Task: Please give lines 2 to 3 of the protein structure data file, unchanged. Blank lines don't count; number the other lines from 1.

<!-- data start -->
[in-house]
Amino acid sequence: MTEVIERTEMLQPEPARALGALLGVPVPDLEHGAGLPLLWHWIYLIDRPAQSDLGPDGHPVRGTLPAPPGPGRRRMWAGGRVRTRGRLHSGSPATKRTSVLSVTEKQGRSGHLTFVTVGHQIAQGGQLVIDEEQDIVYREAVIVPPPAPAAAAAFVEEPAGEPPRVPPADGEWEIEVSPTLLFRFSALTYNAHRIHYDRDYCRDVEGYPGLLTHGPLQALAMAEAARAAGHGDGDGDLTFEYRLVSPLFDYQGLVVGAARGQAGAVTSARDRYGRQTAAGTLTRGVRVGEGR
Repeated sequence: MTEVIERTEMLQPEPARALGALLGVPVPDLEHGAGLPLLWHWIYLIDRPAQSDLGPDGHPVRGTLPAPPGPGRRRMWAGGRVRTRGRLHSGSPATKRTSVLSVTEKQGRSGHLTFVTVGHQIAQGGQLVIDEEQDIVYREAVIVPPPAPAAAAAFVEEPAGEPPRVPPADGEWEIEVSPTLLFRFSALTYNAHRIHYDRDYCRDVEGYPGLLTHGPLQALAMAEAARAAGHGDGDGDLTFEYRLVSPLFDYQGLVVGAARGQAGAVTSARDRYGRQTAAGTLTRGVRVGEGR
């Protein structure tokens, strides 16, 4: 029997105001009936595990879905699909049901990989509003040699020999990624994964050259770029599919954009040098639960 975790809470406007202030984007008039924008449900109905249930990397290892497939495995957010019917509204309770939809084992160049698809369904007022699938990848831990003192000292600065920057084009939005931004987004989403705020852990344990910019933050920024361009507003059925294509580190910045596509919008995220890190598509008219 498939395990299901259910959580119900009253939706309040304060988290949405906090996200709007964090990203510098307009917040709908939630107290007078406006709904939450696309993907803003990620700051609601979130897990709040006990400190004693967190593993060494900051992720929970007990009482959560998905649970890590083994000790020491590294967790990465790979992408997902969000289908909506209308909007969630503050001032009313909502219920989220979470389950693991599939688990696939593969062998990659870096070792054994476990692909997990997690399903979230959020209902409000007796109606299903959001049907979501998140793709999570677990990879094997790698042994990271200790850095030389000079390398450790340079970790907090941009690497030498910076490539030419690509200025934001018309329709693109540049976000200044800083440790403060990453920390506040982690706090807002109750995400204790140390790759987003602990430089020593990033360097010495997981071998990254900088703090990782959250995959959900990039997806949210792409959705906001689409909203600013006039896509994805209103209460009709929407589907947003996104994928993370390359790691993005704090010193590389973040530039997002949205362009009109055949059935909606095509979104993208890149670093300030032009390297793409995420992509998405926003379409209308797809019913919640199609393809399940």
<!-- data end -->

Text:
Amino acid sequence: MTEVIERTEMLQPEPARALGALLGVPVPDLEHGAGLPLLWHWIYLIDRPAQSDLGPDGHPVRGTLPAPPGPGRRRMWAGGRVRTRGRLHSGSPATKRTSVLSVTEKQGRSGHLTFVTVGHQIAQGGQLVIDEEQDIVYREAVIVPPPAPAAAAAFVEEPAGEPPRVPPADGEWEIEVSPTLLFRFSALTYNAHRIHYDRDYCRDVEGYPGLLTHGPLQALAMAEAARAAGHGDGDGDLTFEYRLVSPLFDYQGLVVGAARGQAGAVTSARDRYGRQTAAGTLTRGVRVGEGR
Repeated sequence: MTEVIERTEMLQPEPARALGALLGVPVPDLEHGAGLPLLWHWIYLIDRPAQSDLGPDGHPVRGTLPAPPGPGRRRMWAGGRVRTRGRLHSGSPATKRTSVLSVTEKQGRSGHLTFVTVGHQIAQGGQLVIDEEQDIVYREAVIVPPPAPAAAAAFVEEPAGEPPRVPPADGEWEIEVSPTLLFRFSALTYNAHRIHYDRDYCRDVEGYPGLLTHGPLQALAMAEAARAAGHGDGDGDLTFEYRLVSPLFDYQGLVVGAARGQAGAVTSARDRYGRQTAAGTLTRGVRVGEGR